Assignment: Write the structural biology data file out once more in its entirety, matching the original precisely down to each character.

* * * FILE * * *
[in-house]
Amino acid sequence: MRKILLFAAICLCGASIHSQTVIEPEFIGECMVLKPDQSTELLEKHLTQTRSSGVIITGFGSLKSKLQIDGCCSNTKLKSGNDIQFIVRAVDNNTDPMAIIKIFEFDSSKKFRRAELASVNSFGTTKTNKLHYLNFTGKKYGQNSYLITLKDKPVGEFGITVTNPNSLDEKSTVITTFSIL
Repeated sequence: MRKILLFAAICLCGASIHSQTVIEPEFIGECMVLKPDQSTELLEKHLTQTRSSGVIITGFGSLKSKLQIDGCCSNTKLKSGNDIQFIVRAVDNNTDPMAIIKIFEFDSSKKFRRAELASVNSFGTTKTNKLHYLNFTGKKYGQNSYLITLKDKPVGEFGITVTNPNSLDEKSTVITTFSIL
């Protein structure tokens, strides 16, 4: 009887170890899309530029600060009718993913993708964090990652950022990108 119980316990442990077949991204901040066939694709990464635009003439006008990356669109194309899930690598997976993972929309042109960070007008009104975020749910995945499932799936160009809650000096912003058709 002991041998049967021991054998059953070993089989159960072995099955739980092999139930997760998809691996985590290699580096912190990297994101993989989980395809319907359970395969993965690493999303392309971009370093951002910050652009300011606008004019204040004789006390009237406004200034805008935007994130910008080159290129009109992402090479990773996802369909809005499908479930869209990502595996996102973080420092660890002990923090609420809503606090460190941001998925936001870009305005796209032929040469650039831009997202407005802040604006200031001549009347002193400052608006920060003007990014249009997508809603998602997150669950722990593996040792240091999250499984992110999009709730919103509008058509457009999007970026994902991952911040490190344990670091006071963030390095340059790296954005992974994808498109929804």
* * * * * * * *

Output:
[in-house]
Amino acid sequence: MRKILLFAAICLCGASIHSQTVIEPEFIGECMVLKPDQSTELLEKHLTQTRSSGVIITGFGSLKSKLQIDGCCSNTKLKSGNDIQFIVRAVDNNTDPMAIIKIFEFDSSKKFRRAELASVNSFGTTKTNKLHYLNFTGKKYGQNSYLITLKDKPVGEFGITVTNPNSLDEKSTVITTFSIL
Repeated sequence: MRKILLFAAICLCGASIHSQTVIEPEFIGECMVLKPDQSTELLEKHLTQTRSSGVIITGFGSLKSKLQIDGCCSNTKLKSGNDIQFIVRAVDNNTDPMAIIKIFEFDSSKKFRRAELASVNSFGTTKTNKLHYLNFTGKKYGQNSYLITLKDKPVGEFGITVTNPNSLDEKSTVITTFSIL
């Protein structure tokens, strides 16, 4: 009887170890899309530029600060009718993913993708964090990652950022990108 119980316990442990077949991204901040066939694709990464635009003439006008990356669109194309899930690598997976993972929309042109960070007008009104975020749910995945499932799936160009809650000096912003058709 002991041998049967021991054998059953070993089989159960072995099955739980092999139930997760998809691996985590290699580096912190990297994101993989989980395809319907359970395969993965690493999303392309971009370093951002910050652009300011606008004019204040004789006390009237406004200034805008935007994130910008080159290129009109992402090479990773996802369909809005499908479930869209990502595996996102973080420092660890002990923090609420809503606090460190941001998925936001870009305005796209032929040469650039831009997202407005802040604006200031001549009347002193400052608006920060003007990014249009997508809603998602997150669950722990593996040792240091999250499984992110999009709730919103509008058509457009999007970026994902991952911040490190344990670091006071963030390095340059790296954005992974994808498109929804």